Voice Everywhere at the VOICE Summit

This morning, I had the amazing fortune of being able to speak at the VOICE Summit at NJIT. The VOICE Summit has turned out to be one of the largest conferences on Alexa and building voice interaction, with 1,500+ attendees, hundreds of speakers, and over a hundred sessions.

There has definitely been a large evolution in voice from when UCIC started six years ago. Back then, voice was an oddity and many investors we pitched to didn’t see the idea. “Why use your voice when you can just walk over to a light switch?” asked one VC.

Today, millions of households in the US and around the world have an Echo or Google. Besides Google and Amazon driving the market through their huge advertising engine and sales channels, the other main drivers are the commoditization of the technologies behind the scenes that make ambient voice interaction possible. These include voice trigger / local speech recognition technologies, far field digital signal processing chips, speech recognition engines, natural language understanding engines, and speech synthesis APIs. What might have cost millions of dollars in implementation and contribute to $15 in bill of material costs five years ago can now be done for tens of thousands of dollars and a third of the BOM cost.

What developers of Alexa Skills (and Google Actions) need to think about is a few new modalities of interaction:

  • AI assistants will be in third party hardware more than they’ll be in hardware sold by Amazon or Google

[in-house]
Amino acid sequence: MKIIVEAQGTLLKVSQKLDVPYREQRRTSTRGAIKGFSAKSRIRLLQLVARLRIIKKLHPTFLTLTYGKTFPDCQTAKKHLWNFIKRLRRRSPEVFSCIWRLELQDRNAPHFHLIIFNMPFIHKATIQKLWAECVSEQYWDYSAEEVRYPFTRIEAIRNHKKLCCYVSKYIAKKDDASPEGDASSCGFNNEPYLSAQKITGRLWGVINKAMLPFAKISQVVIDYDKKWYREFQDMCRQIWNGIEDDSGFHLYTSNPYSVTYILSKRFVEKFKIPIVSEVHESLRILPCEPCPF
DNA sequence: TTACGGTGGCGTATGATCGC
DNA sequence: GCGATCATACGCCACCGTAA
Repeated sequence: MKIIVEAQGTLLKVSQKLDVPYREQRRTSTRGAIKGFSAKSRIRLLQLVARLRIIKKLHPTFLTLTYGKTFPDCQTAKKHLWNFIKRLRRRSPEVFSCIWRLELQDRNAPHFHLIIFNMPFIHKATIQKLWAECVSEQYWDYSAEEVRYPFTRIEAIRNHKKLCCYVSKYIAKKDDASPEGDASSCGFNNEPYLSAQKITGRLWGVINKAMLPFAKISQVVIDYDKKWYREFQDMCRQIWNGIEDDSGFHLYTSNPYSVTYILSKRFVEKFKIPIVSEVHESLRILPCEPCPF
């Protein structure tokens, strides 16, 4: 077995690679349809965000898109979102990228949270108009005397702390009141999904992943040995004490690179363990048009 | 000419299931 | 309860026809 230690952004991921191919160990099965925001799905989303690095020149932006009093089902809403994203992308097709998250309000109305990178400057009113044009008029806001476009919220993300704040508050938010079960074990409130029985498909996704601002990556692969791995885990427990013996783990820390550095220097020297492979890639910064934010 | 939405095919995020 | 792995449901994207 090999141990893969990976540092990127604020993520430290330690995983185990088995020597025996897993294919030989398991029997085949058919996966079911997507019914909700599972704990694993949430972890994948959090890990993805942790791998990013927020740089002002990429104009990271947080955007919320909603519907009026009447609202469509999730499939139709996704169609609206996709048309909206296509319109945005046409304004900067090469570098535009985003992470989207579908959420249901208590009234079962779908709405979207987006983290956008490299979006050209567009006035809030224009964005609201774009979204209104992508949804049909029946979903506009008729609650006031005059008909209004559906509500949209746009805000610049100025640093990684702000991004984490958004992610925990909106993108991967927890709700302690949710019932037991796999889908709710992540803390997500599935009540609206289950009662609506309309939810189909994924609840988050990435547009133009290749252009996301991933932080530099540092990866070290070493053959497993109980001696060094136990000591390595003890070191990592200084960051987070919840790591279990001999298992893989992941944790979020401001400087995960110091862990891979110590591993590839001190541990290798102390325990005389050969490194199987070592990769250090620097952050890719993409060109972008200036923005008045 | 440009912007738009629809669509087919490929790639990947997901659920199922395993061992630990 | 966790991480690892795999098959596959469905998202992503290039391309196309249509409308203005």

• More visual interfaces will be used in conjunction with voice
  • New interfaces will be available for interaction that include gesture, projections, AR/VR, and touch
  • Interfaces will disappear and become ubiquitous. They’ll blend into the background
  • Alexa Skills will be able to coordinate with hardware, similar to Alexa Buttons and Alexa Gadgets API
  • More data may be available to use such as authentication and information on gender/age/ethnicity etc.
  • Voice interaction will become ubiquitous and continuous. The idea of your Echo will be obsolete as it more has to do with your Alexa that can be accessed through biometrics.

The shift for developers will be not to build a simple Skill that mimics an app but through voice but to design an experience that builds on the intelligence that will be embedded everywhere.

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